Methods: Patients with type 2 diabetes (N = 94) and low vascular risk underwent assessment of cardiovascular risk and CMR assessment of ascending aortic distensibility (AAD), descending aortic distensibility (DAD) and aortic pulse wave velocity (PWV). Of these patients a subgroup with recent onset microalbuminuria (N = 25) were treated with renin–angiotensin–aldosterone system (RAAS) inhibition and imaging repeated after 1 year. All 94 patients were followed up for 2.4 years for major adverse cardiovascular disease (CVD) events including myocardial infarction detected on late gadolinium enhancement CMR.
Results: Ascending aortic distensibility, DAD and PWV all had a significant association with age and 24 h systolic blood pressure but only AAD had a significant association with glycaemic control, measured as HbA1c (Beta − 0.016, P = 0.04). The association between HbA1c and AAD persisted even after correction for age and hypertension. CVD events occurred in 19/94 patients. AAD, but not DAD or PWV, was associated with CVD events (hazard ratio 0.49, 95% confidence interval 0.25–0.95, P = 0.01). On treatment with RAAS inhibition, AAD, but not DAD or PWV, showed significant improvement from 1.51 ± 1.15 to 1.97 ± 1.07 10−3 mmHg−1, P = 0.007.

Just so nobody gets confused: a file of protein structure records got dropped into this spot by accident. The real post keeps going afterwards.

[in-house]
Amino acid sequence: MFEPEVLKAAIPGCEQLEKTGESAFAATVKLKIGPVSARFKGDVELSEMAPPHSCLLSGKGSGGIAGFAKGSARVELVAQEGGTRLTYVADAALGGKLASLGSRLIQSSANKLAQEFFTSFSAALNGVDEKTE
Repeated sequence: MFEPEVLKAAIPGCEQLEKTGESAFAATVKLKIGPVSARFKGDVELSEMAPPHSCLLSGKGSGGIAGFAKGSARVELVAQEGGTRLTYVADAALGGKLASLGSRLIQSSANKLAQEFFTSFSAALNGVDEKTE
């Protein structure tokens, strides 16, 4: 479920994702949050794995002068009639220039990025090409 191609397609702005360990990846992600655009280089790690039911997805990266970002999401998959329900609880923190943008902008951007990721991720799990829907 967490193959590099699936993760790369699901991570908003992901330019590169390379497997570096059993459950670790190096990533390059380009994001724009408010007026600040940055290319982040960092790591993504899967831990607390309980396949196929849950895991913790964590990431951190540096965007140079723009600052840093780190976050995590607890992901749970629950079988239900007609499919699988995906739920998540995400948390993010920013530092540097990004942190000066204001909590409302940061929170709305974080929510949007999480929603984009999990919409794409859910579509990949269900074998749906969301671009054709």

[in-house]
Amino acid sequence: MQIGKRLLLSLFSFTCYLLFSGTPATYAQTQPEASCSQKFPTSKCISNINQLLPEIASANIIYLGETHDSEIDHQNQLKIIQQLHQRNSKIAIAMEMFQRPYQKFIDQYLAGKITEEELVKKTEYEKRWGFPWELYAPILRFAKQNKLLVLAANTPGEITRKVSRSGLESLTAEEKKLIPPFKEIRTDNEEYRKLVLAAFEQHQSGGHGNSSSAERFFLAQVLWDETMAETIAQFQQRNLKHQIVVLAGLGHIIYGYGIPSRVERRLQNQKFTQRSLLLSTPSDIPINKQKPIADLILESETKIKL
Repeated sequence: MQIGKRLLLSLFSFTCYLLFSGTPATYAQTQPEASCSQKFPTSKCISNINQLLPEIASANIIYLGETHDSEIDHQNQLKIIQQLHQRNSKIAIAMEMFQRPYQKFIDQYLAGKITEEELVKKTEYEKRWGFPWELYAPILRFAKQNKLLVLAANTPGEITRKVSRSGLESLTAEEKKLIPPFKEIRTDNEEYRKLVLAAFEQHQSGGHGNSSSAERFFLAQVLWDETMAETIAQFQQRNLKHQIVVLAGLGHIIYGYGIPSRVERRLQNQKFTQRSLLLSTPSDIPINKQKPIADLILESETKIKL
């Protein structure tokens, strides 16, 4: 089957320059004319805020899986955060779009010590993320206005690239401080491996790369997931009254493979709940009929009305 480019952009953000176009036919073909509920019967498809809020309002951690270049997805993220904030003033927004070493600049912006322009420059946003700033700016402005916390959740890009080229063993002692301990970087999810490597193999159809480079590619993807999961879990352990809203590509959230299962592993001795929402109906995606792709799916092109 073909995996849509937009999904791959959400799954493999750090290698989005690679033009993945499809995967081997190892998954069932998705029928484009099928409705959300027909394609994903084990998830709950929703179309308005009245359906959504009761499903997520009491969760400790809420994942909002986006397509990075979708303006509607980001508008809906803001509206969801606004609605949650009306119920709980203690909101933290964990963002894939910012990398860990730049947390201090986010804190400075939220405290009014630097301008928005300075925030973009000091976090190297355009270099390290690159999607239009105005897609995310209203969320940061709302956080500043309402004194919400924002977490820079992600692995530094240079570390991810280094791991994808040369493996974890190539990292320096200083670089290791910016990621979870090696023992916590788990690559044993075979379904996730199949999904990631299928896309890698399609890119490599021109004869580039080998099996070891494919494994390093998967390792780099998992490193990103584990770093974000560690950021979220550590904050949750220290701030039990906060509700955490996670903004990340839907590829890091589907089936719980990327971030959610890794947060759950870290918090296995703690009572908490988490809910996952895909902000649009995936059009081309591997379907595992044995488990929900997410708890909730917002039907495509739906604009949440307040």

Conclusions: Ascending aortic distensibility measured by CMR is independently associated with poor glycaemic control and adverse cardiovascular events. Furthermore it may be reversible on treatment with RAAS inhibition. AAD is a promising marker of cardiovascular risk in asymptomatic patients with type 2 diabetes and has potential use as a surrogate cardiovascular endpoint in studies of novel hypoglycaemic agents.